Again, I can only speak from a personal perspective, and based on some of the conversations and meetings with the editorial team and other writers. Our team has grown, and now includes a few more voices and opinions, all of them valid, but equally I have the unenviable task of shaping and channeling that passion and energy, and creating an’identity’ for the journal that will resonate with as wide and diverse an audience as possible . I was in no doubt that we would reach intelligent, critical, and wide-ranging readers, and long may that continue. I have learned to keep the quality control as high as possible, within a very limited budget,(my own money) and how to organise and format the visuals to best effect. I have a fantastic duo of Editors in Martyn and Emily, and they have become an invaluable sounding board for me as a very inexperienced independent publisher. In short, we know what we like, and if we like it, unanimously, we publish it. Sometimes we have haggled over certain pieces, but in general we agree. 

I would say for anyone about to embark on an independent publishing venture – it is a difficult journey, and the reviewers and literary world at large will almost certainly be indifferent, even hostile to you, or else will largely ignore you. And nothing happens quickly. That said, I think there is a public hunger for independent publications – it is in many ways a democratic economy, very much governed by the recipients – you have the freedom to do what you like, tap into a specialised audience and create your own world, with its own boundaries and limits – you can create interesting and challenging things – your target audience will let you know what works and what doesn’t – listen, and keep them happy! Also, take advice from experts, or at least, those with some knowledge and experience in publishing. 


What are you hoping for from potential future contributors?

In short, more of the same, but different. We all engage with the landscape in many and varied ways, and at differing levels of intensity. I think all the team agree that we want to be challenged, we want to see different perspectives that subvert our sensibilities and assumptions, whilst at the same time educating, enlightening, challenging, and innovating – I still love straightforward, but great quality place writing, but I also love those that take a wider approach, see the landscape from unique and odd, or unlikely perspectives. Different forms and hybrids. I would love to see work submitted from writers and artists from other races and cultures, or those like myself who are less able-bodied or impaired, more professionals, specialists and academics, – basically anyone that has a passion and writes well is invited to join us on our journey.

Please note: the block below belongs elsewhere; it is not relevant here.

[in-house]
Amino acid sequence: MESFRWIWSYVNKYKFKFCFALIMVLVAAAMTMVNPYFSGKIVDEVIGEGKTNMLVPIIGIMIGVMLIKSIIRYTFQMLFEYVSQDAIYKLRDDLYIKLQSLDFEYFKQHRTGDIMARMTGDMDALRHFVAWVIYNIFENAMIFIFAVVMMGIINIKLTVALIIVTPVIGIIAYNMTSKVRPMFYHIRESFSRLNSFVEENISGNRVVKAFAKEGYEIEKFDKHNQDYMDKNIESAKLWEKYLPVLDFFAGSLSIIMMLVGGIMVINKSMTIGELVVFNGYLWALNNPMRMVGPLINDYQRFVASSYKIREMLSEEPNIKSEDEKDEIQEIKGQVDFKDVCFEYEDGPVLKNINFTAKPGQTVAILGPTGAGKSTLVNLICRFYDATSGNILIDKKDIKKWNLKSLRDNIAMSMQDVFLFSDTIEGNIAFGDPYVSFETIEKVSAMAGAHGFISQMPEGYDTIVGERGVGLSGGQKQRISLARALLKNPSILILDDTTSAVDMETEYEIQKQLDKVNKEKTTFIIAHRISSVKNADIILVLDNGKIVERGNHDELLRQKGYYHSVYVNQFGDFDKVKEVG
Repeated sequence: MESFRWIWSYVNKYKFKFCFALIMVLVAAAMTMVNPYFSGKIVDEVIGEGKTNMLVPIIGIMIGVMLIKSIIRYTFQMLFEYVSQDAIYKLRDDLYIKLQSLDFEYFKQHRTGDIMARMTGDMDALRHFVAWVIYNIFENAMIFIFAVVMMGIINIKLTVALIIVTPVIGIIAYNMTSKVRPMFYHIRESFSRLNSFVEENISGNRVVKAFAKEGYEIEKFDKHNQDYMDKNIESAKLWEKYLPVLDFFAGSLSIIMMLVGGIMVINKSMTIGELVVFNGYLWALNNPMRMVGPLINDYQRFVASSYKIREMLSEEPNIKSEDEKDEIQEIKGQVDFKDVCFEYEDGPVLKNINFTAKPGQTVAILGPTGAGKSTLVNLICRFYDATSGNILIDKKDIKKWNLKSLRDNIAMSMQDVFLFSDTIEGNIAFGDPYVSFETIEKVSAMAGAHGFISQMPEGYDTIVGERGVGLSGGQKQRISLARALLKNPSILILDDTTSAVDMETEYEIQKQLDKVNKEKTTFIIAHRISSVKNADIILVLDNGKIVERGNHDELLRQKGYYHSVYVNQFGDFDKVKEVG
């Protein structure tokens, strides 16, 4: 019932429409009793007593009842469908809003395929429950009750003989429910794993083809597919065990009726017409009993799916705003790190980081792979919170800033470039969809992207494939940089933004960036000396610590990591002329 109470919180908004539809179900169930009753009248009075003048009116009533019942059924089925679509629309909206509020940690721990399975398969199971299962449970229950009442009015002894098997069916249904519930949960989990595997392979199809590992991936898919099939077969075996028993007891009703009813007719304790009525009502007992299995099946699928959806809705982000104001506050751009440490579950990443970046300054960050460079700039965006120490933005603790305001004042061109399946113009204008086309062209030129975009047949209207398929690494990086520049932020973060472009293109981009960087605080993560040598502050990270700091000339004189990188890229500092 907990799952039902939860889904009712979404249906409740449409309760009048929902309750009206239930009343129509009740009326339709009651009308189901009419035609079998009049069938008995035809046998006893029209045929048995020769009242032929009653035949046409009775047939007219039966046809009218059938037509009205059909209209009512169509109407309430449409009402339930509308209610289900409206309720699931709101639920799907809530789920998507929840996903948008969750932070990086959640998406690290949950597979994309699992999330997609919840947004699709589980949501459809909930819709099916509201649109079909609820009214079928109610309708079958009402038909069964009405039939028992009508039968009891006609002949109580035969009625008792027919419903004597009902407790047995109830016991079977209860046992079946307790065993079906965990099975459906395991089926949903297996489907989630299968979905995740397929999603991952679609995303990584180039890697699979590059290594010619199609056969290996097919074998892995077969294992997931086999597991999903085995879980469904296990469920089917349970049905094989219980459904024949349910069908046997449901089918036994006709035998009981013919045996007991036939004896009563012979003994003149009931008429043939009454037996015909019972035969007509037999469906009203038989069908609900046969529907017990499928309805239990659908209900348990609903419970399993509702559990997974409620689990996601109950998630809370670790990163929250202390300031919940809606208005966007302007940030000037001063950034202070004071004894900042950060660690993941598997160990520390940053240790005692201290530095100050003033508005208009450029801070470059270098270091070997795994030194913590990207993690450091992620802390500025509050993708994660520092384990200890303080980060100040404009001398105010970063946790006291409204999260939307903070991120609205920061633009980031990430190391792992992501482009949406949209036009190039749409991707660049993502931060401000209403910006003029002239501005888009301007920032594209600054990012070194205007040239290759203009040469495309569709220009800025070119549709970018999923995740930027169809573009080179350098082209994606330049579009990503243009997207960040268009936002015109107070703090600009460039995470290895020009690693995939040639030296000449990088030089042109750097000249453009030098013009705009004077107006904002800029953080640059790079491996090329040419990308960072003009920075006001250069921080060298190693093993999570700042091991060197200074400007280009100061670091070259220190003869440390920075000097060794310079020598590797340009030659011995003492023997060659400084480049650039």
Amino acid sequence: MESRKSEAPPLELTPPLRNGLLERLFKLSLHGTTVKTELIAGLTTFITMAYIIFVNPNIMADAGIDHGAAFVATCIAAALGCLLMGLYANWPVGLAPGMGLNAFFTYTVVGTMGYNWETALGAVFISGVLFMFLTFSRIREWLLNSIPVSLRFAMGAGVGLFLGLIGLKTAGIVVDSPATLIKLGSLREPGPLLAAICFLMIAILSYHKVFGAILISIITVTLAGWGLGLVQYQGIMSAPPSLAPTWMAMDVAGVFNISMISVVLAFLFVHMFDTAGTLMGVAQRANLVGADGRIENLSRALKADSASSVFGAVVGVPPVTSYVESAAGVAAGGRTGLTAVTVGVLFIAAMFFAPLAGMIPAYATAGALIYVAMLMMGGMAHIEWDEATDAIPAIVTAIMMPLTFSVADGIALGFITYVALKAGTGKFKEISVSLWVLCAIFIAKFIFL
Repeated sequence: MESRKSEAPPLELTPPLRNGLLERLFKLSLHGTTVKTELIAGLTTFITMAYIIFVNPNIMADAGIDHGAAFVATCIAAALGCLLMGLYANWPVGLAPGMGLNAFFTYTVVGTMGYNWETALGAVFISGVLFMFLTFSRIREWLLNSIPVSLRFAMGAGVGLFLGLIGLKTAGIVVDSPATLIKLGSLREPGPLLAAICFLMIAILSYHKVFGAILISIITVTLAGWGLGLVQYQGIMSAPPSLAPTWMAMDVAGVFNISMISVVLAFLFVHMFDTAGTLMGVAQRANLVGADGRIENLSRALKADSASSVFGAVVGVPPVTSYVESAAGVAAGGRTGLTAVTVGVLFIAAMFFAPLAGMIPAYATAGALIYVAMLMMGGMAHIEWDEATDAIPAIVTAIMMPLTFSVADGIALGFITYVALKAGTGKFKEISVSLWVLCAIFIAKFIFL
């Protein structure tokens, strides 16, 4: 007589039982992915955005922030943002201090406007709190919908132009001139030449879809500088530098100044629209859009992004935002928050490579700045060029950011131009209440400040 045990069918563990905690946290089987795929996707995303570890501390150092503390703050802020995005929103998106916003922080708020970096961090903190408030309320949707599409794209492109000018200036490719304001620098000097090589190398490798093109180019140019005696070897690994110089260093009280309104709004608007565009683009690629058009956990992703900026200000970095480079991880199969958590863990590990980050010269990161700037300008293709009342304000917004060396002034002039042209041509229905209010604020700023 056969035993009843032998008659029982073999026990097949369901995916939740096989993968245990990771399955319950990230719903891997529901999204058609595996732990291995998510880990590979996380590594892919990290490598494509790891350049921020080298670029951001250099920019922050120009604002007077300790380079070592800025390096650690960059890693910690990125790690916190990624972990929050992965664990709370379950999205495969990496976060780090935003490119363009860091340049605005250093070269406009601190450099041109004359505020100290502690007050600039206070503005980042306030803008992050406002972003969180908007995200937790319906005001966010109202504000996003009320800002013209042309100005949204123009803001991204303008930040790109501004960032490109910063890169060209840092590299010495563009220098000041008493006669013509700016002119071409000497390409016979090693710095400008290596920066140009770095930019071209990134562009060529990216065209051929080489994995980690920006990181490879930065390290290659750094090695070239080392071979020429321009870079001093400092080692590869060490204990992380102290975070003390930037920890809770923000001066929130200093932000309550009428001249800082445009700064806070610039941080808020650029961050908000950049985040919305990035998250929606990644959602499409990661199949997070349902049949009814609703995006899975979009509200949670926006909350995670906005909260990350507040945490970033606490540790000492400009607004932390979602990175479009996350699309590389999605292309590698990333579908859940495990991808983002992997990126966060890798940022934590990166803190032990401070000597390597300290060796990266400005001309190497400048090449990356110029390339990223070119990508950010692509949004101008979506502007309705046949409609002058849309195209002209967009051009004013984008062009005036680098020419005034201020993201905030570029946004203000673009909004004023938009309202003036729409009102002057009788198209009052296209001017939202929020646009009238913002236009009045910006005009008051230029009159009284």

What does the future hold for you and for Echtrai? 

From a personal perspective, I am focussing on trying to get my book, possibly my ONLY book, The Land Incanted [Earth+Memory] completed before I shuffle off this mortal coil. Fragments of it have been published all over, but I need to now start to organise and shape it into something half coherent. It is a difficult task as I have a divergent, holotropic mind that is easily distracted, and long-form doesn’t generally work for me – I prefer glimpses and flashes of imagery, something more akin to the incantatory, or (dare I say it) poetic or aphoristic- that is what excites me. Newly relocated to Aberdeenshire, I am loving my new home, new friends, and fresh inspiration. 

As for the journal, we aim to have Echtrai, Edition 2 out by the Summer of 2022 and will send out an open call soon. I am hoping the name of AnMór as a publishing entity becomes synonymous with landscapes of loss, and Echtrai is the window into our world, if you like. That said, I would love to publish other works by writers, artists, and poets, possibly even musicians, as long as their work fits our remit of marginalised landscapes, or landscapes of loss. We are launching a new project this year called AnMór 10×10 – that will be 10 publications / prints / chapbooks etc by 10 creators. I am hoping that opens the door and provides opportunities for us to publish both established and new, possibly younger writers. I am hopeful that eventually, we will be able to obtain funding in order to take the journal to a larger format, and with colour plates, better paper stock etc, and that we can finally pay our team and contributors a decent rate for their valuable work.  

We are also currently having discussions about expanding into other media – art exhibitions / installations, online discussions, podcasts, seminars, radio etc, but it is very early days as yet. I was fortunate to be interviewed last summer with Helen Needham for BBC Radio Scotland, so definitely want to do more of that. Firstly – we have to broaden our audience, and make the whole project sustainable and financially viable. I hope this, above all else, will be my legacy, my love letter to the world. 


You can find out more information and purchase a copy of ECHTRAI via AnMór Studio. You can also see more of Baz’s own work at The Land Incanted. And there is also a wonderful interview over on BBC Radio Scotland.

Image credits (from top):
Guy Dickinson, Peripheral 18
Guy Dickinson, Interleaves, Whitby Coast
Echtrai Journal, edition 1 (cover)
Guy Dickinson, Interleaves, Whitby Coast
Tracy Hill, Fractured
Tracy Hill, Palimpsest
Echtrai Journal, edition 1 (interior)
Guy Dickinson, Peripheral 11


This is part of ROT, a section of The Learned Pig exploring multispecies creativity through modest tales of collaboration and coexistence amidst world-ending violence and disorder. ROT is conceived and edited by Julia Cavicchi.